[governance] NTIA says ICANN "does not meet the requirements" for IANA renewal

michael gurstein gurstein at gmail.com
Sat Mar 10 20:52:06 EST 2012

Reflecting on my recent gmail/email woes I think we could do much worse than
directing our efforts within the IGF towards the definition, elaboration and
development of a suitable "management framework" ...

"With the view of developing communications between peoples by the efficient
operation of the  (email) postal services, and to contributing to the
attainment of the noble aims of international collaboration in the cultural,
social and economic" (Preamble to the Constitution of the Universal Postal


as the beginnings of a process of defining the global public interest in
Internet Governance.





 -----Original Message-----
From: michael gurstein [mailto:recent:gurstein at gmail.com] 
Sent: Saturday, March 10, 2012 2:17 PM
To: 'governance at lists.igcaucus.org'
Subject: RE: [governance] NTIA says ICANN "does not meet the requirements"
for IANA renewal

I think from a civil society perspective the "formal" use of the terminology
of a "global public interest" is enormously important and defining,
operationalizing, and "owning" this terminology should be the primary focus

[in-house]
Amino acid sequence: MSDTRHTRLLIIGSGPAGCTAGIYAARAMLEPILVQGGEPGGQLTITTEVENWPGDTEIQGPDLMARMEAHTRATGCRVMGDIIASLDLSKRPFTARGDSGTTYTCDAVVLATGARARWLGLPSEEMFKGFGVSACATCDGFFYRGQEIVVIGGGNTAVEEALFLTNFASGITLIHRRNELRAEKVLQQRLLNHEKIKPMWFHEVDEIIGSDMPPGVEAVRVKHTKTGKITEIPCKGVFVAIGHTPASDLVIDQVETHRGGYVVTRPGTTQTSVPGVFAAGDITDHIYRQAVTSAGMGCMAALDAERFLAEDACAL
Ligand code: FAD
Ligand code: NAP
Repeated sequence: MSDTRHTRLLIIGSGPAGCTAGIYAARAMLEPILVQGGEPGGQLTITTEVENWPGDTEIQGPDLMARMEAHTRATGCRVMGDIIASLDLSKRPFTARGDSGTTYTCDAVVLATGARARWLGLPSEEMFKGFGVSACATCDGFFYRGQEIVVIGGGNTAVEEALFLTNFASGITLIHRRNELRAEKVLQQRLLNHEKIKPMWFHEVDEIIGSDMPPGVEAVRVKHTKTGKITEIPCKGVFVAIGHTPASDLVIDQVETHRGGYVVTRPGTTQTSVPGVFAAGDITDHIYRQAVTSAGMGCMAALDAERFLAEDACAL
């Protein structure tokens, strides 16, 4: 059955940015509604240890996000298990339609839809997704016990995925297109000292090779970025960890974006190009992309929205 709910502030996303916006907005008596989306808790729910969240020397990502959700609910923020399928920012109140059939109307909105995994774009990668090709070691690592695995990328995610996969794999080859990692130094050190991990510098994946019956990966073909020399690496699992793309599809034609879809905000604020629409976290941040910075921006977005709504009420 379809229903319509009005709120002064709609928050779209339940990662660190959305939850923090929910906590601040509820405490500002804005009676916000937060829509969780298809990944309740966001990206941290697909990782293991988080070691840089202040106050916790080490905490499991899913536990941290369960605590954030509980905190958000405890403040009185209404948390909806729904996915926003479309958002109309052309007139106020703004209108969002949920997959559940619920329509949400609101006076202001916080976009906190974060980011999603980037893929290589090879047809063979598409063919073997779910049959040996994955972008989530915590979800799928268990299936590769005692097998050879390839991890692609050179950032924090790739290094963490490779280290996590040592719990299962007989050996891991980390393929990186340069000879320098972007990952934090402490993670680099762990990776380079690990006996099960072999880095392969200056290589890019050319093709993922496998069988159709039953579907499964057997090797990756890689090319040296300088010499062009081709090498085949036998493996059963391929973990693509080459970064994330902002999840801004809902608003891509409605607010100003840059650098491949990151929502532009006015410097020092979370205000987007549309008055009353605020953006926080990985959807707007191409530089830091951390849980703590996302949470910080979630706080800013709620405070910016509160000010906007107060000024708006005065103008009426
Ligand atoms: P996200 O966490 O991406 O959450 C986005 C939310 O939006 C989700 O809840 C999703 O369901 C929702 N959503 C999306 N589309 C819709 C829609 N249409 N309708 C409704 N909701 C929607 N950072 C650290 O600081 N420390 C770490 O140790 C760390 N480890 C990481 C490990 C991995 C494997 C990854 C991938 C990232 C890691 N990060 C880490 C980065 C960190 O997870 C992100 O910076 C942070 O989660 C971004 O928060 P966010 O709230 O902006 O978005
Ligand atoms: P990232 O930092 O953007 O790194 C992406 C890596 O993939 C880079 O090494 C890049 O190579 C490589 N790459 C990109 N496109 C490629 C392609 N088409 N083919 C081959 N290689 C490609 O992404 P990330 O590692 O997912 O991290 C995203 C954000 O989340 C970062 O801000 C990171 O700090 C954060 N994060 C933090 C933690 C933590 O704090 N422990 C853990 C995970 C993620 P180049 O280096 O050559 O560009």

of civil society involvement in the IGF going forward. 
 -----Original Message-----
From: governance-request at lists.igcaucus.org
[mailto:governance-request at lists.igcaucus.org] On Behalf Of Matthias C.
Sent: Saturday, March 10, 2012 2:01 PM
To: governance at lists.igcaucus.org
Subject: Re: [governance] NTIA says ICANN "does not meet the requirements"
for IANA renewal

I have done a bit of thinking and writing about what the NTIA decision tells
us about Internet Governance and the multi-stakeholder approach. 

In brief: Is the NTIA decision a good thing for multistakeholderbased human
rights-sensitive Internet Governance? 

It is, if it leads to more accountability in the next application of ICANN,
which is sure to follow.
It isn't, if it leads to more governmental oversight in defining the global
public interest vis-a-vis the web. 

For more details, see http://goo.gl/d5GI8


Am 10.03.2012 22:32, schrieb Karl Auerbach: 

On 03/10/2012 11:12 AM, michael gurstein wrote:

Perhaps the next IGF should have some sessions focusing on the nature of,

and a definition for "the global public interest".

Might I suggest the following as a starting point?

+ Every person shall be free to use the Internet in any way

  that is privately beneficial without being publicly


   - The burden of demonstrating public detriment shall

     be on those who wish to prevent the private use.

       - Such a demonstration shall require clear and

         convincing evidence of public detriment.

   - The public detriment must be of such degree and extent

     as to justify the suppression of the private activity.

This is from http://www.cavebear.com/cbblog-archives/000059.html


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